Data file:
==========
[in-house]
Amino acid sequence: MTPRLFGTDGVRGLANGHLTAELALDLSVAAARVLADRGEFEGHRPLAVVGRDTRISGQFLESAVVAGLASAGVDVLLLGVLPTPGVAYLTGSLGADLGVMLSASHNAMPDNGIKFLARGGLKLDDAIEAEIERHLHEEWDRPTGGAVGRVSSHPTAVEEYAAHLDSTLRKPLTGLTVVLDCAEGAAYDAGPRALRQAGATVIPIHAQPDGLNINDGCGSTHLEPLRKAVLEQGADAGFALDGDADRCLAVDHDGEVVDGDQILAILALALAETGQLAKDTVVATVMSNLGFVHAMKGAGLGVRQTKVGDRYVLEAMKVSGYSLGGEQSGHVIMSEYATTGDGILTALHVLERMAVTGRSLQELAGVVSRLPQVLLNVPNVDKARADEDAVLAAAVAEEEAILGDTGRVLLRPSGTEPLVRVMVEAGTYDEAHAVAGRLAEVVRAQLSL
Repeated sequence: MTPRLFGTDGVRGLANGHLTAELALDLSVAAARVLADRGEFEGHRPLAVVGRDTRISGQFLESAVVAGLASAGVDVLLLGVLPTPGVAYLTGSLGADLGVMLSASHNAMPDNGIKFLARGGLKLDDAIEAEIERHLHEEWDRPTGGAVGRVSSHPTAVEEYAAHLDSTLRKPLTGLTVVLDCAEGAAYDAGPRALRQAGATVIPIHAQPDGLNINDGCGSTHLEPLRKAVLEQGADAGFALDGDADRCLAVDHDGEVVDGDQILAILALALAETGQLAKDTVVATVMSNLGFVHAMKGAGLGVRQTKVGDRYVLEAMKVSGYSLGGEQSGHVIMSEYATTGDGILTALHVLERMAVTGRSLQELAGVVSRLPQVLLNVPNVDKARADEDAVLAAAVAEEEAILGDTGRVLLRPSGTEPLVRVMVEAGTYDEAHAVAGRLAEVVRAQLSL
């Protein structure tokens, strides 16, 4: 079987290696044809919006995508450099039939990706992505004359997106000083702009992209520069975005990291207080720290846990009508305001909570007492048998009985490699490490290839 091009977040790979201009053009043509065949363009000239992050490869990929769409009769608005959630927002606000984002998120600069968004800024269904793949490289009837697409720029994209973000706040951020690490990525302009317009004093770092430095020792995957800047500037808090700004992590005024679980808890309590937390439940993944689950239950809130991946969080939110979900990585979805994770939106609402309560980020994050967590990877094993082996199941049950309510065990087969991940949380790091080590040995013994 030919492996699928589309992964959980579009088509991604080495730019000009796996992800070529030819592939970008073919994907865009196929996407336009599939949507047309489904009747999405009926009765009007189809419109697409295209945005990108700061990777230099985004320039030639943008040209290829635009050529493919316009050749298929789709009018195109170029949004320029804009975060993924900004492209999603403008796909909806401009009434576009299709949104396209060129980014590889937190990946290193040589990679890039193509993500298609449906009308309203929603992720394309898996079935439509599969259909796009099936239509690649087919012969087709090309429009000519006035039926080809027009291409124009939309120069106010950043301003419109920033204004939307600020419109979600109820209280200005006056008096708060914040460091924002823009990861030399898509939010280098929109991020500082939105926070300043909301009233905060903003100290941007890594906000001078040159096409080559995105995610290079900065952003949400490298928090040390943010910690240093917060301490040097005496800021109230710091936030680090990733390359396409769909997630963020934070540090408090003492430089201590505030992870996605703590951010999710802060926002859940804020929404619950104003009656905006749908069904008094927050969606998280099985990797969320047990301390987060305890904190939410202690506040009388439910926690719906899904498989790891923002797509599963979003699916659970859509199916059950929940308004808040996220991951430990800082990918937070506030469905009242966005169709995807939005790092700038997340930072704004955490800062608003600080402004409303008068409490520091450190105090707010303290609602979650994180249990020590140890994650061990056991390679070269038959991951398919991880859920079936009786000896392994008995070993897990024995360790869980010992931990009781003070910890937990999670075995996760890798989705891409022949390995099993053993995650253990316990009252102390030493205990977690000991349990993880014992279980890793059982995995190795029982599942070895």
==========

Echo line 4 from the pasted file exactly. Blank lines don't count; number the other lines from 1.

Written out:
């Protein structure tokens, strides 16, 4: 079987290696044809919006995508450099039939990706992505004359997106000083702009992209520069975005990291207080720290846990009508305001909570007492048998009985490699490490290839 091009977040790979201009053009043509065949363009000239992050490869990929769409009769608005959630927002606000984002998120600069968004800024269904793949490289009837697409720029994209973000706040951020690490990525302009317009004093770092430095020792995957800047500037808090700004992590005024679980808890309590937390439940993944689950239950809130991946969080939110979900990585979805994770939106609402309560980020994050967590990877094993082996199941049950309510065990087969991940949380790091080590040995013994 030919492996699928589309992964959980579009088509991604080495730019000009796996992800070529030819592939970008073919994907865009196929996407336009599939949507047309489904009747999405009926009765009007189809419109697409295209945005990108700061990777230099985004320039030639943008040209290829635009050529493919316009050749298929789709009018195109170029949004320029804009975060993924900004492209999603403008796909909806401009009434576009299709949104396209060129980014590889937190990946290193040589990679890039193509993500298609449906009308309203929603992720394309898996079935439509599969259909796009099936239509690649087919012969087709090309429009000519006035039926080809027009291409124009939309120069106010950043301003419109920033204004939307600020419109979600109820209280200005006056008096708060914040460091924002823009990861030399898509939010280098929109991020500082939105926070300043909301009233905060903003100290941007890594906000001078040159096409080559995105995610290079900065952003949400490298928090040390943010910690240093917060301490040097005496800021109230710091936030680090990733390359396409769909997630963020934070540090408090003492430089201590505030992870996605703590951010999710802060926002859940804020929404619950104003009656905006749908069904008094927050969606998280099985990797969320047990301390987060305890904190939410202690506040009388439910926690719906899904498989790891923002797509599963979003699916659970859509199916059950929940308004808040996220991951430990800082990918937070506030469905009242966005169709995807939005790092700038997340930072704004955490800062608003600080402004409303008068409490520091450190105090707010303290609602979650994180249990020590140890994650061990056991390679070269038959991951398919991880859920079936009786000896392994008995070993897990024995360790869980010992931990009781003070910890937990999670075995996760890798989705891409022949390995099993053993995650253990316990009252102390030493205990977690000991349990993880014992279980890793059982995995190795029982599942070895």